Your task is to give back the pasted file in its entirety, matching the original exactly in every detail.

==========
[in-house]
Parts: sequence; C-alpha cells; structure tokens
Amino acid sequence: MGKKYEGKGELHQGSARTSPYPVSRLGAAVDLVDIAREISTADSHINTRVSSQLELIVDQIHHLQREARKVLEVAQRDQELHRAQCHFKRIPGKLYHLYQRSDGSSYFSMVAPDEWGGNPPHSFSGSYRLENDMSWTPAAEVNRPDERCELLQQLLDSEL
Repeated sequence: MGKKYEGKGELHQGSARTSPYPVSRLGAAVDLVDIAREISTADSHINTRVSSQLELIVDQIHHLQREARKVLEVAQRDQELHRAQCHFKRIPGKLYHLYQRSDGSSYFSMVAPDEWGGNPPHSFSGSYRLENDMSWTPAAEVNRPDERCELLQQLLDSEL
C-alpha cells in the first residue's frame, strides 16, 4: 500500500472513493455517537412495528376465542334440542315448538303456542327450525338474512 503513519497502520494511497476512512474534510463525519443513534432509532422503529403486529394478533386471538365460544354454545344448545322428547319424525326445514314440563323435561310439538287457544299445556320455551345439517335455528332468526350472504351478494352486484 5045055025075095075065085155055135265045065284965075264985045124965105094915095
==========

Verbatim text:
[in-house]
Parts: sequence; C-alpha cells; structure tokens
Amino acid sequence: MGKKYEGKGELHQGSARTSPYPVSRLGAAVDLVDIAREISTADSHINTRVSSQLELIVDQIHHLQREARKVLEVAQRDQELHRAQCHFKRIPGKLYHLYQRSDGSSYFSMVAPDEWGGNPPHSFSGSYRLENDMSWTPAAEVNRPDERCELLQQLLDSEL
Repeated sequence: MGKKYEGKGELHQGSARTSPYPVSRLGAAVDLVDIAREISTADSHINTRVSSQLELIVDQIHHLQREARKVLEVAQRDQELHRAQCHFKRIPGKLYHLYQRSDGSSYFSMVAPDEWGGNPPHSFSGSYRLENDMSWTPAAEVNRPDERCELLQQLLDSEL
C-alpha cells in the first residue's frame, strides 16, 4: 500500500472513493455517537412495528376465542334440542315448538303456542327450525338474512 503513519497502520494511497476512512474534510463525519443513534432509532422503529403486529394478533386471538365460544354454545344448545322428547319424525326445514314440563323435561310439538287457544299445556320455551345439517335455528332468526350472504351478494352486484 5045055025075095075065085155055135265045065284965075264985045124965105094915095